I have shared these posts from Doctor L Komaraff editor in chief from Harvard Health letter for people that may need certain health questions answered.
Ask the doctor: Treatment for high systolic pressure?
Anthony L. Komaroff, M.D.
Q. I’m 71 and my systolic pressure is usually in the 150s to 160s, which is high, but my diastolic is usually in the 80s, which is normal. Do I need treatment?
A. A blood pressure measurement includes two numbers: systolic pressure (the upper number) and diastolic pressure (the lower number). Your systolic pressure is high: 140 or over is high. And your lower number is not normal: normal diastolic pressure is below 80. However, even if your diastolic pressure were truly normal, say 70, you would still benefit from treatment. You would have a condition called isolated systolic hypertension (ISH). Many studies have shown that treatment of people with ISH lowers their risk of heart disease and stroke.
If you are not currently being treated for high blood pressure (hypertension), your doctor might start with lifestyle changes. Regular exercise, weight loss, and cutting down on salty foods and added salt in your diet might fix the problem without medications. If medications are tried, because of your age, your doctor will probably aim first to gently lower your systolic pressure to below 150. If you don’t have any bothersome symptoms, such as lightheadedness, your doctor will then probably push to get your systolic pressure below 140. Such treatment is also likely to lower your diastolic pressure, but the focus should be on your systolic pressure.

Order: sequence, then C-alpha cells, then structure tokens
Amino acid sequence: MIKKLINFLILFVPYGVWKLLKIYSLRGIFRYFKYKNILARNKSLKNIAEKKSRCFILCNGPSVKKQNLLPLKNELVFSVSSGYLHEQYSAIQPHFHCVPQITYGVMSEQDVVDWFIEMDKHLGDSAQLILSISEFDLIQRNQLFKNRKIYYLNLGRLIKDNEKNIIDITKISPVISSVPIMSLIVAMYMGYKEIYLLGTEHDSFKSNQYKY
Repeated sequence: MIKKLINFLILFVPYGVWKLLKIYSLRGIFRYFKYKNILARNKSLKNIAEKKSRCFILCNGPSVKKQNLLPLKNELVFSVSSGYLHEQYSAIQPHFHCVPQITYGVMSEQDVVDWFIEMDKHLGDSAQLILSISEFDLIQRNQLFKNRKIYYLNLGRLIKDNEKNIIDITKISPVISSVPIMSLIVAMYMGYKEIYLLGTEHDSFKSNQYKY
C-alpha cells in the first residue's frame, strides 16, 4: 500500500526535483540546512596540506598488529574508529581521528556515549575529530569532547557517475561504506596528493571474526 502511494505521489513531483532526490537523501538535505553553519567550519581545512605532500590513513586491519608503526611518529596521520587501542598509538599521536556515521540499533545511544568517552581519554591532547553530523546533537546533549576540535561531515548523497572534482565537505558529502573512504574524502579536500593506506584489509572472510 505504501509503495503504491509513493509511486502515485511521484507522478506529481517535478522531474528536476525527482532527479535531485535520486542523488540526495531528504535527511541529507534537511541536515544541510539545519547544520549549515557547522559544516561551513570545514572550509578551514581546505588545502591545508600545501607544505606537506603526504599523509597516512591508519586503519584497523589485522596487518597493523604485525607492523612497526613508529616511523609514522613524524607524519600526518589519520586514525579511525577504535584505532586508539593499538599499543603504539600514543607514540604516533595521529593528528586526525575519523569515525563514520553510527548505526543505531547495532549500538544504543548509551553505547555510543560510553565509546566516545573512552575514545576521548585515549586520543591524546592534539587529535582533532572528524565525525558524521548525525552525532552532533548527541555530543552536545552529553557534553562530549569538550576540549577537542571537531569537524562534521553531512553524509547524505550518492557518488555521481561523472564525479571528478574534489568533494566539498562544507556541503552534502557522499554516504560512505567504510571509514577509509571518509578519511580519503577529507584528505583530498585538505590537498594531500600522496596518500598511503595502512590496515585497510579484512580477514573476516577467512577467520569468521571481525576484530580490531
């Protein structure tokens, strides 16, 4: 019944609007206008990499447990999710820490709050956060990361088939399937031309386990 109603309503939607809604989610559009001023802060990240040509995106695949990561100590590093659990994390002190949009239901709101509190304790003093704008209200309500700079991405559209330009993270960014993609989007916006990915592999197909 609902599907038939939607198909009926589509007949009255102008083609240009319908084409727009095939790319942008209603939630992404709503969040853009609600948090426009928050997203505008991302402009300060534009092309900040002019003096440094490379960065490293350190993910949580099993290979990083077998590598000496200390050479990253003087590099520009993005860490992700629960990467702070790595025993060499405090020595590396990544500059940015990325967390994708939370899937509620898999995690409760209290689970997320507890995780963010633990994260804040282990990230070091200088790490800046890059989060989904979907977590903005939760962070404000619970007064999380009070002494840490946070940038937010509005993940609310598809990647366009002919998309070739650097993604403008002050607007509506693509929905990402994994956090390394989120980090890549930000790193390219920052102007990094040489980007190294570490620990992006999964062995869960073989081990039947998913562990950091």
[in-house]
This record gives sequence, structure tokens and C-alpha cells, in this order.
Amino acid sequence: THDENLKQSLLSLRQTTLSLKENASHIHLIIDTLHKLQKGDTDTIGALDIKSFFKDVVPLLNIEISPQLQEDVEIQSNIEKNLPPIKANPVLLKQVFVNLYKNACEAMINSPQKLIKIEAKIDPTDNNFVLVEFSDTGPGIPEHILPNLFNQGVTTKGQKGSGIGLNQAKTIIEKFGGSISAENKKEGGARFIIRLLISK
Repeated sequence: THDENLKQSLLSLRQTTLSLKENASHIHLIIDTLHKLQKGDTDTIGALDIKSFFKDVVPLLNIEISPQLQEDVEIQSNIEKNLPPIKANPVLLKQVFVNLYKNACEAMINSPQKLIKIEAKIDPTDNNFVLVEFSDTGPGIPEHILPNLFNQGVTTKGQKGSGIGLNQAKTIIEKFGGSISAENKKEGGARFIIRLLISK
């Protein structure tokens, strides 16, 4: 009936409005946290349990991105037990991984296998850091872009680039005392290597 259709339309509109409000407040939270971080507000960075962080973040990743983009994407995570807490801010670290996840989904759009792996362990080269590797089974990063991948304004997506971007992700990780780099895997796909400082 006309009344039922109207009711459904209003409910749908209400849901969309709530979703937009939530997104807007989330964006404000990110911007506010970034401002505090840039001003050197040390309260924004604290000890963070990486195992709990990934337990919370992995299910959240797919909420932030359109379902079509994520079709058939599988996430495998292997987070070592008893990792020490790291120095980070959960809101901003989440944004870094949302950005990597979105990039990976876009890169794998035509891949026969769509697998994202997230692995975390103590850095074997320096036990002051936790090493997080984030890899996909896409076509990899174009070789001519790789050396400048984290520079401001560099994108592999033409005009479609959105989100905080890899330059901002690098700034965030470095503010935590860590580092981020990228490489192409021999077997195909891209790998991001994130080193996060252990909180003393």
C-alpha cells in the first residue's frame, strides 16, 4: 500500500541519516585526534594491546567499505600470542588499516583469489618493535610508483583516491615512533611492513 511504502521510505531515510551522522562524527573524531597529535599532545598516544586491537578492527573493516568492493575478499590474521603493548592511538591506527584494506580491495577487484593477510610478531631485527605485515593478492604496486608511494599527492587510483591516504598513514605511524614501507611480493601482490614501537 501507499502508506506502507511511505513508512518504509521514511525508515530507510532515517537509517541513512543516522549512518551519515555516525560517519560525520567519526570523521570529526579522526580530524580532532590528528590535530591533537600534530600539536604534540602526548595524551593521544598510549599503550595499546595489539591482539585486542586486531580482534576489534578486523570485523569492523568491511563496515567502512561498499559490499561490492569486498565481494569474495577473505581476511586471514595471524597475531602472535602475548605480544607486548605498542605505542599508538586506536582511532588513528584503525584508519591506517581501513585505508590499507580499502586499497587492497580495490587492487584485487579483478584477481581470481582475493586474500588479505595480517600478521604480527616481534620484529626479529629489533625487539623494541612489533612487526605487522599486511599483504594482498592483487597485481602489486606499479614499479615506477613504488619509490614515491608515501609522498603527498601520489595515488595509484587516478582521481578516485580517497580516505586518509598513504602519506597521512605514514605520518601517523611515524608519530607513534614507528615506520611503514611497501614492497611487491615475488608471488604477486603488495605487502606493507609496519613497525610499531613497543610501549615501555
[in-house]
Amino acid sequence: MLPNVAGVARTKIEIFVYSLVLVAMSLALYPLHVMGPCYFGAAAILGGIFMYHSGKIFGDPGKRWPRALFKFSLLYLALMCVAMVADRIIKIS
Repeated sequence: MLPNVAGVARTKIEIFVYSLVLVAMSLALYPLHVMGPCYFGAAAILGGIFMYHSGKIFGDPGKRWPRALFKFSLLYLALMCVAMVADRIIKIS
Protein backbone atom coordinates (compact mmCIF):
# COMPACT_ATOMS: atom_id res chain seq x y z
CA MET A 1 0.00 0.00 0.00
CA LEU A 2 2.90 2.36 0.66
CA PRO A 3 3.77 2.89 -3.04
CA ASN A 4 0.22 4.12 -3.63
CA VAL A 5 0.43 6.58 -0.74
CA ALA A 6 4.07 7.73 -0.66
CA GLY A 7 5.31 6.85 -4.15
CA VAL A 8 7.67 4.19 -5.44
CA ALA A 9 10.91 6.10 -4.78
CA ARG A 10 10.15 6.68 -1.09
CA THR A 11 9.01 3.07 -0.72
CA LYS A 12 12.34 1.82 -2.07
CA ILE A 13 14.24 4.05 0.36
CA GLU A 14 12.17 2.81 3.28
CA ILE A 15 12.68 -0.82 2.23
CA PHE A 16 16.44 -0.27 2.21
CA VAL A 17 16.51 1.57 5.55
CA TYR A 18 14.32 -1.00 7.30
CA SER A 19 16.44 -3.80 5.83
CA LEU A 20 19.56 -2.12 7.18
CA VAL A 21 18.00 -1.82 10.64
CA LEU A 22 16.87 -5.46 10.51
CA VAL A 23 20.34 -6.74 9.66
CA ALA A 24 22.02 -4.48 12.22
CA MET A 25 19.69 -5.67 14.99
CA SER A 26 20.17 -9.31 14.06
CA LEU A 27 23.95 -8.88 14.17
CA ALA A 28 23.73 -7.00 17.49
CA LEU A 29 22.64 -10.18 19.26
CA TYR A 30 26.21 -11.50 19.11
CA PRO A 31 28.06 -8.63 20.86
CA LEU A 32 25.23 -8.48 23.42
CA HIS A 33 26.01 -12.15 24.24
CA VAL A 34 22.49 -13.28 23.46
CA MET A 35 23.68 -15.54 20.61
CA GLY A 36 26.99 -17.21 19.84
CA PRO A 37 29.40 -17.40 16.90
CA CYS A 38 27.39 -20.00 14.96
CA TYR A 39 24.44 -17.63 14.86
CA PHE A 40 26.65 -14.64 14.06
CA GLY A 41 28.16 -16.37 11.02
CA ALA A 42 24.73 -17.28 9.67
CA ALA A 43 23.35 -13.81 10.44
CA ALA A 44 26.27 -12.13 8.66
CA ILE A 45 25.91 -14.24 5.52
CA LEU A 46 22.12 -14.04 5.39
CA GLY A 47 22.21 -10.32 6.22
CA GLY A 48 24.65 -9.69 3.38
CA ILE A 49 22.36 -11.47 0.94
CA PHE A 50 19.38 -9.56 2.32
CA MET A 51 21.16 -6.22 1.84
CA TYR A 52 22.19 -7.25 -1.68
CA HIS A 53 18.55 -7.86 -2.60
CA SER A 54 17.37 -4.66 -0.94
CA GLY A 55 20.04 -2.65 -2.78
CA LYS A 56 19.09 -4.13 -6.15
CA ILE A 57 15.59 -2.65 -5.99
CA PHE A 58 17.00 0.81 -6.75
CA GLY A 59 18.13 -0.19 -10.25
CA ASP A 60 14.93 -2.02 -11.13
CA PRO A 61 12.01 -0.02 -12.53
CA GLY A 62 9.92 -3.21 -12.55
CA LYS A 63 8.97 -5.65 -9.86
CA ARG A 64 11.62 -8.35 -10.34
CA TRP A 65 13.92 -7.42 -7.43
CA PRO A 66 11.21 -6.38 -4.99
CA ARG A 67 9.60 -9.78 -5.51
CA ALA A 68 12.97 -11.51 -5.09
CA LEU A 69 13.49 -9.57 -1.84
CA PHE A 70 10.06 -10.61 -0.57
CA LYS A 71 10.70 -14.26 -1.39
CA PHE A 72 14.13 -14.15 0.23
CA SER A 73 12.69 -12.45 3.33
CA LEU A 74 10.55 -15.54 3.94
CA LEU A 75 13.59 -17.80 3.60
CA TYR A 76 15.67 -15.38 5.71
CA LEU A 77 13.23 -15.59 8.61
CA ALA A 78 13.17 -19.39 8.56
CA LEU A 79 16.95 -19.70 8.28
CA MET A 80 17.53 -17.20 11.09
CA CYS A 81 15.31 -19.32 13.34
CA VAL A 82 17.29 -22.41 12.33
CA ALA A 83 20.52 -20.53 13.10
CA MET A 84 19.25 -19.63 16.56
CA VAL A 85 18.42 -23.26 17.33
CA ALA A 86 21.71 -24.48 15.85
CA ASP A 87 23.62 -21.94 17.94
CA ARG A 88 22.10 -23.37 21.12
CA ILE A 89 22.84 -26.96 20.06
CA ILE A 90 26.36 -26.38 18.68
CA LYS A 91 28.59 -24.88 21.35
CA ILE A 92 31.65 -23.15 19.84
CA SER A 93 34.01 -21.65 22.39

I was taught three things in medical school: (1) all that really mattered was the diastolic pressure, (2) older people had naturally higher pressures that didn’t necessarily need treatment, and (3) when you treated older patients, it caused symptoms such as lightheadedness. Research since I was a medical student has shown conclusively that (1) and (2) are wrong. In fact, they were backward: systolic matters more than diastolic pressure, and older people clearly benefit from treatment. It is true that a minority of older patients do develop symptoms if blood pressure is lowered too suddenly, which is why your doctor is likely to go slow.
—Anthony L. Komaroff, M.D.
Editor in Chief
Harvard Health Letter